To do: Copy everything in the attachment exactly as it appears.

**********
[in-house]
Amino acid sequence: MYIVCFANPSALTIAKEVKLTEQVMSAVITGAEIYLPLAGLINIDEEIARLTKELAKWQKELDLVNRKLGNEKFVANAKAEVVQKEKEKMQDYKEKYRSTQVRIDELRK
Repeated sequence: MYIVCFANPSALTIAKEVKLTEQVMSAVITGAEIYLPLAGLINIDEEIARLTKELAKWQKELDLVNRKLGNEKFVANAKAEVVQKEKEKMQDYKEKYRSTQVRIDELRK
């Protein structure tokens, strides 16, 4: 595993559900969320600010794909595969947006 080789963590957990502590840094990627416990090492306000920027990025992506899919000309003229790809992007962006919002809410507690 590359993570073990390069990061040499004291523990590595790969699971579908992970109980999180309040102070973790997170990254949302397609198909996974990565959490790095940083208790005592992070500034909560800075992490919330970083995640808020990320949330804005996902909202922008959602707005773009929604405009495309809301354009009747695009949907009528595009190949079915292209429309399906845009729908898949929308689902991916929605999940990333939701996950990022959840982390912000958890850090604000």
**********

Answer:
[in-house]
Amino acid sequence: MYIVCFANPSALTIAKEVKLTEQVMSAVITGAEIYLPLAGLINIDEEIARLTKELAKWQKELDLVNRKLGNEKFVANAKAEVVQKEKEKMQDYKEKYRSTQVRIDELRK
Repeated sequence: MYIVCFANPSALTIAKEVKLTEQVMSAVITGAEIYLPLAGLINIDEEIARLTKELAKWQKELDLVNRKLGNEKFVANAKAEVVQKEKEKMQDYKEKYRSTQVRIDELRK
């Protein structure tokens, strides 16, 4: 595993559900969320600010794909595969947006 080789963590957990502590840094990627416990090492306000920027990025992506899919000309003229790809992007962006919002809410507690 590359993570073990390069990061040499004291523990590595790969699971579908992970109980999180309040102070973790997170990254949302397609198909996974990565959490790095940083208790005592992070500034909560800075992490919330970083995640808020990320949330804005996902909202922008959602707005773009929604405009495309809301354009009747695009949907009528595009190949079915292209429309399906845009729908898949929308689902991916929605999940990333939701996950990022959840982390912000958890850090604000």